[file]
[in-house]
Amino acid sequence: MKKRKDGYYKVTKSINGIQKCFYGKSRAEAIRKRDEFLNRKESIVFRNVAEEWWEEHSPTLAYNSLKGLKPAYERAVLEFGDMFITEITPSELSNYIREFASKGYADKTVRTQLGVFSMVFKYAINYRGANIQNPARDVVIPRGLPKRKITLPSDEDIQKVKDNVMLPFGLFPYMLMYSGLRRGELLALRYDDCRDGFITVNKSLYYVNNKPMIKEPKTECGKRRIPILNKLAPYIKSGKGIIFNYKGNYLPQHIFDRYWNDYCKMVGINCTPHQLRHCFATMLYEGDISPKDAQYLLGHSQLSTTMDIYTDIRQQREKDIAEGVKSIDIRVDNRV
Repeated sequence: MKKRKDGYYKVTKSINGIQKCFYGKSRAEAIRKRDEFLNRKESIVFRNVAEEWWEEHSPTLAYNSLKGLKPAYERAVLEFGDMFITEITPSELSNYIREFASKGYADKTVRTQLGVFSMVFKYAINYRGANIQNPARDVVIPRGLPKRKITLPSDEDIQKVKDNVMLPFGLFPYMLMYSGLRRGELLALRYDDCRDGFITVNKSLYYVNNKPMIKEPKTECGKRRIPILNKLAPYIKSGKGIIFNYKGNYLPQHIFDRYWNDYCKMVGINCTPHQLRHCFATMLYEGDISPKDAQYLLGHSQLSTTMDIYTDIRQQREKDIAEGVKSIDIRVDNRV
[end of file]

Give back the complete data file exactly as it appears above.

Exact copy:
[in-house]
Amino acid sequence: MKKRKDGYYKVTKSINGIQKCFYGKSRAEAIRKRDEFLNRKESIVFRNVAEEWWEEHSPTLAYNSLKGLKPAYERAVLEFGDMFITEITPSELSNYIREFASKGYADKTVRTQLGVFSMVFKYAINYRGANIQNPARDVVIPRGLPKRKITLPSDEDIQKVKDNVMLPFGLFPYMLMYSGLRRGELLALRYDDCRDGFITVNKSLYYVNNKPMIKEPKTECGKRRIPILNKLAPYIKSGKGIIFNYKGNYLPQHIFDRYWNDYCKMVGINCTPHQLRHCFATMLYEGDISPKDAQYLLGHSQLSTTMDIYTDIRQQREKDIAEGVKSIDIRVDNRV
Repeated sequence: MKKRKDGYYKVTKSINGIQKCFYGKSRAEAIRKRDEFLNRKESIVFRNVAEEWWEEHSPTLAYNSLKGLKPAYERAVLEFGDMFITEITPSELSNYIREFASKGYADKTVRTQLGVFSMVFKYAINYRGANIQNPARDVVIPRGLPKRKITLPSDEDIQKVKDNVMLPFGLFPYMLMYSGLRRGELLALRYDDCRDGFITVNKSLYYVNNKPMIKEPKTECGKRRIPILNKLAPYIKSGKGIIFNYKGNYLPQHIFDRYWNDYCKMVGINCTPHQLRHCFATMLYEGDISPKDAQYLLGHSQLSTTMDIYTDIRQQREKDIAEGVKSIDIRVDNRV